The concern is that diseases are often given common names by people who work outside of the scientific community, and once these names are established on the Internet and in print, they are very hard to change. So, WHO argues that it is important that whoever FIRST reports on a newly identified human disease uses a ‘scientifically sound’ and ‘socially acceptable’ name.
“In recent years, several new human infectious diseases have emerged. The use of names such as ‘swine flu’ and ‘Middle East Respiratory Syndrome’ has had unintended negative impacts by stigmatizing certain communities or economic sectors,” says Dr Keiji Fukuda, Assistant Director-General for Health Security, WHO.
Dr Fukuda went on to explain that, while this may sound trivial to some people, disease names can have serious consequences for those directly affected. We have experienced certain backlash against members of religious or ethnic communities, and witnessed unjustified barriers to travel, commerce, and trade. Worst of all, some of these names have triggered the needless slaughter of food animals 😦
If you need an example of how WHO thinks new human diseases should be handled you can look to the Swine flu epidemic in 2009, which WHO asked we call A(H1N1)pdm09.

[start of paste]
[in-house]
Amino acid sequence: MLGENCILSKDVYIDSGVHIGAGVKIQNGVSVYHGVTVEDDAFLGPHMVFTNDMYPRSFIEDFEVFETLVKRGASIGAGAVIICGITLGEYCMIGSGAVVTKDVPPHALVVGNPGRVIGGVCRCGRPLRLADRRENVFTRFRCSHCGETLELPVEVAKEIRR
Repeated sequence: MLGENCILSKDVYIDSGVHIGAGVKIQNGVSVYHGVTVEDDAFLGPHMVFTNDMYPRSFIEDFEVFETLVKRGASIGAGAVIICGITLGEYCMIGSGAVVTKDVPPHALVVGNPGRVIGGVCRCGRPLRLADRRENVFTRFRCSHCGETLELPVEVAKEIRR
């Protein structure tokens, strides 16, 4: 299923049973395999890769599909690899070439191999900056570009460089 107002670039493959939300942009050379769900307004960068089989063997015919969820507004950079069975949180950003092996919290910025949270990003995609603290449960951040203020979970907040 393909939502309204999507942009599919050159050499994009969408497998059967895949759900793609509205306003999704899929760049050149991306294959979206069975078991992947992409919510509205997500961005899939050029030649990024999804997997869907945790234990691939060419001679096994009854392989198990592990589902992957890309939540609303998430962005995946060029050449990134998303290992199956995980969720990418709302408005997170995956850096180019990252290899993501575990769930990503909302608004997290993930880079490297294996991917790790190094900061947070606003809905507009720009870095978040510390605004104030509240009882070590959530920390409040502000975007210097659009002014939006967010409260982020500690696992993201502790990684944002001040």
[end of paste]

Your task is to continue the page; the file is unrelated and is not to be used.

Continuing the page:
So, what does WHO consider to be ‘inappropriate’?
Terms that should be avoided in disease names include geographic locations (e.g. Middle East Respiratory Syndrome, Spanish Flu, Rift Valley fever), people’s names (e.g. Creutzfeldt-Jakob disease, Chagas disease), species of animal or food (e.g. swine flu, bird flu, monkey pox), cultural, population, industry or occupational references (e.g. legionnaires), and terms that incite undue fear (e.g. unknown, fatal, epidemic).
Interesting Fact: The final name of any new human disease is assigned by the International Classification of Diseases (ICD), which is managed by WHO. Doctors, nurses, researchers, coders, policymakers, insurers, and patient organizations around the world use the ICD to classify diseases in a standardized way.
As a member of the media, and a lover of the science/tech/health community, I see both sides of this issue. But, I don’t see this plea having much of an impact on publications that push eye-catching, SEO driven, headlines. That being said, I will try to use WHO approved disease names moving forward! 😉